On arrival at the clinic I was so weak I couldn’t look up at the doctors, so they delayed my treatment until they built up my strength. I only knew them by their shoes. I won’t go into all the different treatments I received at the clinic in this story but the main ones were intraveous antibiotics while undergoing full body hyperthermia treatments. This is where your body temperature is raised to around 42 degrees, for six hours while under sedation. The theory is that Borrelia cannot survive at this temperature and has nowhere to hide. The heat also allows the antibiotics to pass through the blood brain barrier. There is no doubt this treatment saved my life. Even though I experienced bad herxing for a day or two, the fog and pain I had lived with for three years was lifting. I was me again.
Another treatment I had was Apheresis, where quantities of blood are removed, separated, filtered and returned to the body. I was shocked at the amount of gunk that was removed during filtration. Borrelia can be transmitted sexually, so my partner undertook the Partner Treatment, even though he was asymptomatic.
By the end of my three-week stay, I was walking, talking, eating well, laughing and optimistic. I was finally able to see the doctors that treated me and put faces to the shoes. They advised that the treatment was for Borrelia only and did not treat the co-infections, which may flare up and require management.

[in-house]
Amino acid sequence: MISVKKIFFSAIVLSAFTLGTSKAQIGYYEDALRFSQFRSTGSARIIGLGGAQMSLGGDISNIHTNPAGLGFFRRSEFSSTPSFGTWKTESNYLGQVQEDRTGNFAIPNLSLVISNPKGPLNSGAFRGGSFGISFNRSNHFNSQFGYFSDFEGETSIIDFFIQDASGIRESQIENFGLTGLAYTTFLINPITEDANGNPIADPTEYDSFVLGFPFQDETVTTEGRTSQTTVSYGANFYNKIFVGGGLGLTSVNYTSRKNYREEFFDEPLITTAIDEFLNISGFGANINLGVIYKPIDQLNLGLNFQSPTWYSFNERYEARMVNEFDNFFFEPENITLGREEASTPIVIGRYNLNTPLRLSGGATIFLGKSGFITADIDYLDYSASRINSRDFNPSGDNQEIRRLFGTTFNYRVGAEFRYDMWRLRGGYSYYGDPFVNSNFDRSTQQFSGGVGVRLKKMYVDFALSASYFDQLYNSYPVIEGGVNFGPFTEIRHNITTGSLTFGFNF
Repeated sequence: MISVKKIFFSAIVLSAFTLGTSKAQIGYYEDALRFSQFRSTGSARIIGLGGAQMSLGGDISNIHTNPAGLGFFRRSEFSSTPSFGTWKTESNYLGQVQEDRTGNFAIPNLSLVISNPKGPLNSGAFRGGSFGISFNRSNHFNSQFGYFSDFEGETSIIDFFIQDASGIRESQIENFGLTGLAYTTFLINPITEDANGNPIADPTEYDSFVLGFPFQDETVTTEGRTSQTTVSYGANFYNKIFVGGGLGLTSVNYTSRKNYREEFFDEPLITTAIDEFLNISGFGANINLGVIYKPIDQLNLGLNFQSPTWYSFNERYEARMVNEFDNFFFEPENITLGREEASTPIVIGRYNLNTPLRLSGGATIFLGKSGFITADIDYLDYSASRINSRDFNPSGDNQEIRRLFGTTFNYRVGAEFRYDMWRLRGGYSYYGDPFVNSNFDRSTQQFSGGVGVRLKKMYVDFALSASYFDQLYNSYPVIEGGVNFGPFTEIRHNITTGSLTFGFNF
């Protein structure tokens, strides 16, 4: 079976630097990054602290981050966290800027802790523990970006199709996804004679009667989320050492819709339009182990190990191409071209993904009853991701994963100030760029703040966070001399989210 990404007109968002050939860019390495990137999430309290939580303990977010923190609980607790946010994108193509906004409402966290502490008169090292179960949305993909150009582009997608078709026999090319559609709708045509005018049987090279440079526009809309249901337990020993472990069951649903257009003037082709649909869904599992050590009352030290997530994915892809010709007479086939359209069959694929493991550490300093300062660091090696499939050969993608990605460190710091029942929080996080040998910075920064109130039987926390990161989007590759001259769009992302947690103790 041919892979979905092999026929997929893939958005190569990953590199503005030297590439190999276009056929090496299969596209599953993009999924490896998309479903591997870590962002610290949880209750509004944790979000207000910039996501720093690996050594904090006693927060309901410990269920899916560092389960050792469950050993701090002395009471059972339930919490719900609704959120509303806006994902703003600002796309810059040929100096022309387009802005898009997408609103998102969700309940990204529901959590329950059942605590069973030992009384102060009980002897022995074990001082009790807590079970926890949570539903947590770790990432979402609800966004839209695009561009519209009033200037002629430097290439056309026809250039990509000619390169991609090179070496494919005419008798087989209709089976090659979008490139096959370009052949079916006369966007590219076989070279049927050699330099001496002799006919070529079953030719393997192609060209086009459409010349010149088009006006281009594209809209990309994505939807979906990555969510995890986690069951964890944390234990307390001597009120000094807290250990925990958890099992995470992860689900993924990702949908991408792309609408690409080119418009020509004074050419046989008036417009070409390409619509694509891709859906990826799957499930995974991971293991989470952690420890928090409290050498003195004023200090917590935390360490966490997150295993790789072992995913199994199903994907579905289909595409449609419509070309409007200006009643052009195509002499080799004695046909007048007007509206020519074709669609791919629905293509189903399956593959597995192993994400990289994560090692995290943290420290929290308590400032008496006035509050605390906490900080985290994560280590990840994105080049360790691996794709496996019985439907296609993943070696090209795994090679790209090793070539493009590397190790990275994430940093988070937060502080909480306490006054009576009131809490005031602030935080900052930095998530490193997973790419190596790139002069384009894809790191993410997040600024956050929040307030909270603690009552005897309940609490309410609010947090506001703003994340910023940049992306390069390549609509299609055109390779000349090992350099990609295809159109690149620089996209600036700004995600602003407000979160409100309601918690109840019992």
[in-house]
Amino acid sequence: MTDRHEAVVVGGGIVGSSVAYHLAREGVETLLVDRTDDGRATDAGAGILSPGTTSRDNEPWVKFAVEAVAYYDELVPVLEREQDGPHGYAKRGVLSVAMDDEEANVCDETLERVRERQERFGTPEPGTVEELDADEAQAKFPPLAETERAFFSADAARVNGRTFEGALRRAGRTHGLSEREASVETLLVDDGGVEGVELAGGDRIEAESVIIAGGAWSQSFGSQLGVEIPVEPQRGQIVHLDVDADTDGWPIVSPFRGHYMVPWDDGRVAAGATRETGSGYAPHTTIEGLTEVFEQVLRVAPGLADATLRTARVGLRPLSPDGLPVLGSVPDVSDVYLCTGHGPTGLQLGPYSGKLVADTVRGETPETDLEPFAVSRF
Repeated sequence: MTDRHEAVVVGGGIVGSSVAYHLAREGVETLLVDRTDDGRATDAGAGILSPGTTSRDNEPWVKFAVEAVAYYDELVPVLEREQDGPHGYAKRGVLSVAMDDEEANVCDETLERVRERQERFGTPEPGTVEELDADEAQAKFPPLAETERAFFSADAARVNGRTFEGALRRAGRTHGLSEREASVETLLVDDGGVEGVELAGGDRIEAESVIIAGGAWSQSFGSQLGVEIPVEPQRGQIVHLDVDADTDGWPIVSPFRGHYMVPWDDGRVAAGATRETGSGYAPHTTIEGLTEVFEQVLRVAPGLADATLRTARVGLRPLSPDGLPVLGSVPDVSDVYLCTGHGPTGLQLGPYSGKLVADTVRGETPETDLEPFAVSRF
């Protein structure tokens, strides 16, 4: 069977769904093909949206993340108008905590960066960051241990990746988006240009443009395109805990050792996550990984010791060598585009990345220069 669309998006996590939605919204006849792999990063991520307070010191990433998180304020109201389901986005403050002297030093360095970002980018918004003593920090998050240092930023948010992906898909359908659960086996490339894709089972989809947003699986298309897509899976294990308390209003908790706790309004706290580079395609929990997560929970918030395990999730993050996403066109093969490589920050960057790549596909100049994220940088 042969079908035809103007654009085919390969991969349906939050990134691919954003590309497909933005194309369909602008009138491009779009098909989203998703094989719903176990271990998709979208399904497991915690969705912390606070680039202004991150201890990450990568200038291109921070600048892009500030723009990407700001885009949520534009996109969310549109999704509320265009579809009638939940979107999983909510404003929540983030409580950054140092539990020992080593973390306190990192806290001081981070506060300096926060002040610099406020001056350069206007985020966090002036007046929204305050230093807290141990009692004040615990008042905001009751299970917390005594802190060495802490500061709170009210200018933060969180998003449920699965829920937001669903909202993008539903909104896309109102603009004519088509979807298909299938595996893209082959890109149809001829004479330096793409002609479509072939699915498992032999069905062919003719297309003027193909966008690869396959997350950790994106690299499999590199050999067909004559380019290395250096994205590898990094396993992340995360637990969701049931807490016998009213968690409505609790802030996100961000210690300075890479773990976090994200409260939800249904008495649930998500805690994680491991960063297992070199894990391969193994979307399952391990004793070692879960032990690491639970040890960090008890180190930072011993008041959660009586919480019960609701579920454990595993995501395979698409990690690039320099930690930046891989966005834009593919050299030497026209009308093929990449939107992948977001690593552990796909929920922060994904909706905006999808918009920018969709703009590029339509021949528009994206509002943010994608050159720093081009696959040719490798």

I arrived in a wheelchair and within a week of discharge I was doing a 42km bike ride in The Netherlands! I was ravenous and ate my way through Europe for the next three months. To me, the fact that my condition improved significantly after having specialised treatment for Borrelia, confirms I had Borrelia! Not MS, not Trigeminal Neuralgia, not Fibromyalgia, not ME/CFS, not shingles, nor am I crazy!
At the very beginning of this illness, my partner was doing lots of research and was keen to share his discoveries with me. In my foggy, pain riddled state, I couldn’t cope with the details of what was happening to me and asked him to tell me as little as possible. I didn’t want to know about spirochetes and biofilms. It was too much. I was living it! It wasn’t until after our return from Germany that I was able to start reading and educate myself about this insidious disease and what it had done to me.
Borrelia took its toll on my body and mind. Soon after returning from the clinic, I had eight very loose teeth removed. We have spent the four years since my treatment in Germany living in self-imposed isolation, rarely venturing out, disillusioned with the world that left me to die. Little things can trigger bad memories and panic attacks. When the co-infections resurface, I can be down for days. The rashes and the blood pooling under my skin warn me that a flare is coming, my ears scream louder and I get dizzy, nauseated and sick. I still have some occasional neurological pain, but nothing like before. At times, when all the symptoms coalesce, I succumb to the fear and panic and revisit the terrified girl hiding inside me. These bouts are short-lived and relatively mild compared to the nightmare I was previously living.
Now I live day to day, each one being a gift. One second, one minute, one hour at a time. I think it’s the only way you can mentally survive Lyme disease.
I AM GRATEFUL that I am still alive. Grateful for my partner for being there every step of the way. Grateful for the few friends who stayed and held my hand.
I AM ANGRY at our medical system for abandoning, ignoring and belittling us. Angry at the Government for denying our human rights. Angry at the friends and family that ghosted us.
I was misled, misdiagnosed, mistreated, belittled and left to die.
I AM STILL HERE, DEFIANT.
Above: Diary excerpt